Last time I wrote about “Soldaten” by Sönke Neitzel and Harald Welzer. This is a book about the appalling attitudes and shocking behaviour of, primarily, the German armed forces during World War II. What makes the book so interesting though, is that the two authors range relatively far and wide in their search for an explanation for the Germans’ extreme violence:
“At Princeton University in 1973, a remarkable experiment was carried out. Forty Theology students were told to write a short essay about the Good Samaritan and then it would be recorded for radio at another building.”
Here’s a view of that beautiful university:
The students completed their essays about the Good Samaritan and waited for the word to leave. Eventually an obvious authority figure arrived and told them loudly:
“Come on!!! You’re all going to be late !!! Come on!!! GO !! GO !! GO !! “
When the Theology students got close to the building where they would record their essays for radio, they found a man lying on the pavement, eyes closed, coughing and moaning. It was impossible to miss him. He was clearly in a bad way:
Of the forty students, 24 ignored him completely and only 16 stopped to help. A number of the 24 lied that they had not seen him, which was completely impossible. “Soldaten” argues that this proves, and it is rather difficult to contradict them, that:
“There is a vast gap between what people believe about their moral standards and their actual behaviour”.
Take that sliding scale to its logical end and we are faced with “Autotelic violence”. This is violence for its own sake, violence carried out because you like it, you enjoy it. My best example would be the German pilot over London who machine gunned the civilians as they walked peacefully along Downham Way and then bombed the seven and eight year old children waving to him in the playground of a school in Catford. You can read this appalling story here and, if you are still in any doubt, here.
If you have followed the links and read the two accounts, then let’s take a quick look at some of those transcripts made by British Intelligence. This is Lieutenant Pohl who flew a light bomber in the early part of the war when Germany invaded Poland:
“On the second day, I had to bomb a station at Posen. Eight of the bombs fell among houses. I did not like that.
On the third day I did not care a hoot and on the fourth day I was enjoying it. I chased single soldiers over the fields with machine gun fire, and people in the street… I was sorry for the horses.”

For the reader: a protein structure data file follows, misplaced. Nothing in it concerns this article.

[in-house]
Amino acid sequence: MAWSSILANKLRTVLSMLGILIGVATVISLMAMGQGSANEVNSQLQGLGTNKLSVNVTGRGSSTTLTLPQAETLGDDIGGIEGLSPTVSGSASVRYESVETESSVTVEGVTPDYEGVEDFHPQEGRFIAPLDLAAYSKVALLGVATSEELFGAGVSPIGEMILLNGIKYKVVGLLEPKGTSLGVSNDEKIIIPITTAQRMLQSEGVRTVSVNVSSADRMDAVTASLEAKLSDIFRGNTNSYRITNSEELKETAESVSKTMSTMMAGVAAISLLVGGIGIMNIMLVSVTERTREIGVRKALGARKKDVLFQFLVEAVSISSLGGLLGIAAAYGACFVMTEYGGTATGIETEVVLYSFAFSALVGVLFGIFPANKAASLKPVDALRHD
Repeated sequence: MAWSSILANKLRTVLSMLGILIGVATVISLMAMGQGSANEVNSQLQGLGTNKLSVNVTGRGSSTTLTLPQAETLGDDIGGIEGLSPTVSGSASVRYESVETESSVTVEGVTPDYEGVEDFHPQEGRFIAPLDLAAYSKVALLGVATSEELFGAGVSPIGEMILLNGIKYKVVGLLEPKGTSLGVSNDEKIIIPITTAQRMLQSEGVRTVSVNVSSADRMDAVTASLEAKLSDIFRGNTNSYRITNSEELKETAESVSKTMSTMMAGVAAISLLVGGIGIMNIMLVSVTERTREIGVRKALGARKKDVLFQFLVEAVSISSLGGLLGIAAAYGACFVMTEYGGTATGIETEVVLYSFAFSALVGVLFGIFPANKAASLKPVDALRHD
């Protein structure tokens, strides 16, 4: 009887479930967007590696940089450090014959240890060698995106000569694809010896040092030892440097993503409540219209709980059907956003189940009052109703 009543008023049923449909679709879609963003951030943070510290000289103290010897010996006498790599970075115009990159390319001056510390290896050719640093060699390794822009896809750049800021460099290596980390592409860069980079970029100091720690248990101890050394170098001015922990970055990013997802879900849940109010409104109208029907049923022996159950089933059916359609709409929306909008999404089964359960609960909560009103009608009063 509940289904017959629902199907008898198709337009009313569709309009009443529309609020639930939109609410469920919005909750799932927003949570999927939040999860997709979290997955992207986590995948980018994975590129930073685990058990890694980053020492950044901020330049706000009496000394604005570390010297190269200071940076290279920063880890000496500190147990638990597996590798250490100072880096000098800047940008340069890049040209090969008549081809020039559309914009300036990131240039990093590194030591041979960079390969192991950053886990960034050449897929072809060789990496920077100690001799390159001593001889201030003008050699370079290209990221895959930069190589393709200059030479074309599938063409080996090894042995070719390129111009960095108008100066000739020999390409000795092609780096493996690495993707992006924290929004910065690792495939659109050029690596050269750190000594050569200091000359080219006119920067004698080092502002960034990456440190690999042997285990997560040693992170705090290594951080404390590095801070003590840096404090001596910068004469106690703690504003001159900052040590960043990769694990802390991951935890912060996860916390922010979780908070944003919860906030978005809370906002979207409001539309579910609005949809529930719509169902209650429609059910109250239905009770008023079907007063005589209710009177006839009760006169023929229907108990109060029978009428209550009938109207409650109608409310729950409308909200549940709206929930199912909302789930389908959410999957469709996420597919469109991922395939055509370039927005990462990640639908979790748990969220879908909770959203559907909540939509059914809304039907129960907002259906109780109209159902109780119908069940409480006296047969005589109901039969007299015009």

One valuable piece of advice from the two authors is that
“If we cease to define violence as an aberration, we learn more about our society and how it functions than if we persist in comfortable illusions about our own basically nonviolent nature. If we reclassify violence as part of the inventory of possible social actions among communities, we will see that such groups are always potential communities of annihilation.“
In other words, we are deluding ourselves if we think we have overcome our willingness to be violent. Our apparently civilised world is no different from anybody else’s world.
This is emphasised by the book’s detailed examination of the events lived through by Michael Bernhardt, which suggest very strongly that the behaviour of the group reinforces the behaviour of the individual. This idea we have already seen, to some extent, when discussing “inhumanity with impunity” in a previous post. Michael said:
“The only thing that counted was how people thought of you in the here and now…the unit was the entire world…what they thought was right, was right and what they thought was wrong, was wrong.”
Despite his name, Michael Bernhardt was not German but American. He served in Vietnam and, when the time came, he refused to take part in the My Lai massacre of 400-500 old men, women and children. You can read about these terrible events here, and here:
For this refusal to participate in a war crime, Michael Bernhardt was ostracised by every single one of his fellow soldiers, even though back in the USA he was to receive the New York Society for Ethical Culture’s 1970 Ethical Humanist Award.
In other words, in the world of Bernhardt’s fellow soldiers, “what (the unit) thought was right, was right and what (the unit) thought was wrong, was wrong.”
Can everybody use that excuse though? Even the SS ?
We will see next time.